Obesity-associated inflammatory mechanisms play a key role in the pathogenesis of metabolic-related diseases. Failure of anti-inflammatory control mechanisms within adipose tissue and peripheral blood mononuclear cells (PBMCs) have been implicated in disease progression. This study investigated the efficacy of allogeneic adipose tissue-derived mesenchymal stem cells conditioned media (ADSC-CM) to counteract persistent inflammation by inducing an anti-inflammatory phenotype and cytokine response within PBMCs derived from patients with and without metabolic syndrome. Forty-six (n = 46) mixed ancestry females (18–45 years) were subdivided into (a) healthy lean (HL) (n = 10) (BMI <25 kg/m2), (b) overweight/obese (OW/OB) (BMI ≥25 kg/m2, <3 metabolic risk factors) (n = 22) and (c) metabolic syndrome (MetS) (visceral adiposity, ≥3 metabolic risk factors) (n = 14) groups. Body composition (DXA scan), metabolic (cholesterol, HDL, LDL, triglycerides, blood glucose) and inflammatory profiles (38-Plex cytokine panel) were determined. PBMCs were isolated from whole blood and treated ex vivo with either (i) autologous participant-derived serum, (ii) ADSCs-CM or (iii) a successive treatment regime. The activation status (CD11b+) and intracellular cytokine (IL6, IL10, TNFa) expression were determined in M1 (CD68+CD206−CD163−) and M2 (CD68+CD163+ CD206+) macrophage populations using flow cytometry. ADSC-CM treatment, promoted a M2 macrophage phenotype and induced IL10 expression, this was most pronounced in the OW/OB group. This response is likely mediated by multiple complementing factors within ADSC-CM, yet to be identified. This study is the first to demonstrate the therapeutic potential of ADSC-CM to restore the inflammatory balance in immune compromised obese individuals.
Obesity-associated inflammatory mechanisms play a key role in the pathogenesis of metabolic-related diseases such as metabolic syndrome and type 2 diabetes (Esser et al. 2014). Disruption of normal endocrine function affects glucose homeostasis and occurs as a result of changes within the adipose tissue cellular composition (Esser et al. 2014, Martyniak & Masternak 2017, Pirola & Ferraz 2017). This is characterised by adipocyte hypertrophy and the formation of crown-like structures due to excessive infiltration and proliferation of inflammatory macrophages (Esser et al. 2014, Braune et al. 2017, Martyniak & Masternak 2017, Pirola & Ferraz 2017). The infiltrating macrophages derive primarily from peripheral blood mononuclear cells (PBMCs) and can have either a pro- (M1) or anti- (M2) inflammatory phenotype (Bories et al. 2012, Dey et al. 2014, Braune et al. 2017). Inflammatory dysregulation during obesity has been linked to alterations in the functional programming of PBMCs and the ratio of M1 to M2 macrophages within the PBMC population (Bories et al. 2012, Esser et al. 2014).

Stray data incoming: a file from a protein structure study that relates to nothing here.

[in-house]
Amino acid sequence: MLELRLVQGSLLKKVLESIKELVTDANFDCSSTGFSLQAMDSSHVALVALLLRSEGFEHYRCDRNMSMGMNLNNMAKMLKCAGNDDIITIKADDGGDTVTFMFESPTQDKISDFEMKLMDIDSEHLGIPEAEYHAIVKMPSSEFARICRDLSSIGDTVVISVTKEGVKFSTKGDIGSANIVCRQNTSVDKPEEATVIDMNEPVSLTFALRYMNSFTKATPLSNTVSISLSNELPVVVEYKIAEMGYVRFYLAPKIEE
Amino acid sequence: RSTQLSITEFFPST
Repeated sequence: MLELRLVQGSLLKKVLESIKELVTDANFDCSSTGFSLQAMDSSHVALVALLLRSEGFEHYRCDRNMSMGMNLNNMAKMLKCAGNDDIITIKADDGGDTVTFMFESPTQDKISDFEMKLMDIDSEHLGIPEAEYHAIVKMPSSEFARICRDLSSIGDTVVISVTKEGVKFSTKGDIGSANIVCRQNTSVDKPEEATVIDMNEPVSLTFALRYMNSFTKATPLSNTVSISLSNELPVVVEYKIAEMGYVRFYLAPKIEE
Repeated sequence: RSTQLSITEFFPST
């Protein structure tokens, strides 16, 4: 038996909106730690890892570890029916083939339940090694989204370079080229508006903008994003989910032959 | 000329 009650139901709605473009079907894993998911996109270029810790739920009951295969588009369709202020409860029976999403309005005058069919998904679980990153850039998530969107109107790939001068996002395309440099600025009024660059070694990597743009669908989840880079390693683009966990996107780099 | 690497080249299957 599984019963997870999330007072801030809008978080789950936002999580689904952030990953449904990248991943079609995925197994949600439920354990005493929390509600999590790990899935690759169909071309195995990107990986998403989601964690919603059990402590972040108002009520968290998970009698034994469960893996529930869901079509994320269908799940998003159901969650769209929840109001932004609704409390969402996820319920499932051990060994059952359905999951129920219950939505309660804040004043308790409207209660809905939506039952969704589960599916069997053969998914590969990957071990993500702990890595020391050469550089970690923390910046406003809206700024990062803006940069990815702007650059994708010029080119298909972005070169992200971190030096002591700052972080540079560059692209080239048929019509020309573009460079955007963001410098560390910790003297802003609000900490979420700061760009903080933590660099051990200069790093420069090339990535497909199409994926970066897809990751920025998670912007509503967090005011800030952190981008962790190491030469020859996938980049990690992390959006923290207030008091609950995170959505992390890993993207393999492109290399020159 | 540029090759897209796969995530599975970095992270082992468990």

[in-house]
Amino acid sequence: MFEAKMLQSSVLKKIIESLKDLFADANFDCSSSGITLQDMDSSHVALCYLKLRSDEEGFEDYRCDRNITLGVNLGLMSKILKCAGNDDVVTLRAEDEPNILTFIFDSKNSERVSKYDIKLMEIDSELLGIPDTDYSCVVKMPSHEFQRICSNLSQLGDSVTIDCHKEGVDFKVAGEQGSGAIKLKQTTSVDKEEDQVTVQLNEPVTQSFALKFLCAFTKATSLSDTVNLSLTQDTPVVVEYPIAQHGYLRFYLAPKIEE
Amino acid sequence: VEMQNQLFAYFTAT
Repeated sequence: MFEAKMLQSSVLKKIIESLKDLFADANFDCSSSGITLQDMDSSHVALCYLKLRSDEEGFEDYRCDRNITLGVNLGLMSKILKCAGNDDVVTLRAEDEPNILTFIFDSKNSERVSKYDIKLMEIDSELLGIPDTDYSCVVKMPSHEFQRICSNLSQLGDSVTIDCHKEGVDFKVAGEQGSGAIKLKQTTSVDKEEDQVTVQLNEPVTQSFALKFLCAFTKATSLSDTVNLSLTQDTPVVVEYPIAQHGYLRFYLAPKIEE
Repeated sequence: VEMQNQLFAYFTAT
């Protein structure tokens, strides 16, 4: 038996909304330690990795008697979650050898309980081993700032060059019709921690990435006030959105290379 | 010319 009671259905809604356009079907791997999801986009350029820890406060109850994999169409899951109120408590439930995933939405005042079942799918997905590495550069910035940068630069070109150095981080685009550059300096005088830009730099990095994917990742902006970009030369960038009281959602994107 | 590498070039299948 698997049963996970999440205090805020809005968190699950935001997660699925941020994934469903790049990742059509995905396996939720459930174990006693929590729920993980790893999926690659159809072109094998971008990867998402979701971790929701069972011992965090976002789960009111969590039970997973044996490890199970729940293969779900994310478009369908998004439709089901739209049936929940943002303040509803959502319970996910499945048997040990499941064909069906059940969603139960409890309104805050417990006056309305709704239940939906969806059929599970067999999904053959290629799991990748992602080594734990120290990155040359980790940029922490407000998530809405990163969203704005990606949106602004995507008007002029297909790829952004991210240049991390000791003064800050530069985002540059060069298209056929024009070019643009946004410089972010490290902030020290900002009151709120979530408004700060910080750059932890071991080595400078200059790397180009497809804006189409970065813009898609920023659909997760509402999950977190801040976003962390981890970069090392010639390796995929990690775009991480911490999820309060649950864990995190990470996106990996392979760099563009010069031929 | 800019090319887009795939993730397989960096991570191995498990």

The immunomodulatory and paracrine properties of mesenchymal stem cells (MSCs) have the potential to regulate multiple signalling pathways that contribute to the pathogenesis of chronic inflammation and hyperglycaemia (Chen et al. 2016, Fontaine et al. 2016, Zachar et al. 2016, Harting et al. 2018). A reduction in the size of the circulating stem/progenitor cell pool within the PBMC population is however evident with disease progression and corresponds with the severity of secondary complications (Egan et al. 2008, Fadini et al. 2017, Rigato & Fadini 2017). Intravenous infusion of MSCs therefore presented as a novel strategy to alleviate inflammation, hyperglycaemia and its associated microvascular complications. Although the safety and toxicity of intravenously infused human adipose tissue-derived MSCs have been investigated in both mouse models and patient-based studies (Ra et al. 2011a,b, Toupet et al. 2013), the long-term tumourigenicity of infused cells remains a concern. A further limiting factor is the unpredictability of autologous cell therapy, especially in patients that suffer from advanced metabolic dysfunction. As a consequence of the in vivo pathological niche microenvironment, the paracrine signalling response of endogenous MSCs becomes impaired and compromises their therapeutic potential (Boland et al. 2017, van de Vyver 2017). In a co-culture experiment that mimic the diabetic microenvironment, Boland et al. (2017) recently demonstrated that in this simulated environment, MSCs not only lose their ability to suppress inflammation but actively enhance inflammation through induction of pro-inflammatory cytokine secretion by PBMCs. To avoid adverse effects associated with unpredictable cellular responses, it is hypothesised that allogeneic MSC-derived conditioned media could potentially be used as an alternative to cell therapy.
In this study, we investigated the efficacy of allogeneic MSC-derived conditioned media to counteract persistent inflammation by inducing an anti-inflammatory phenotype and cytokine response within PBMCs derived from patients with and without metabolic syndrome.
Materials and methods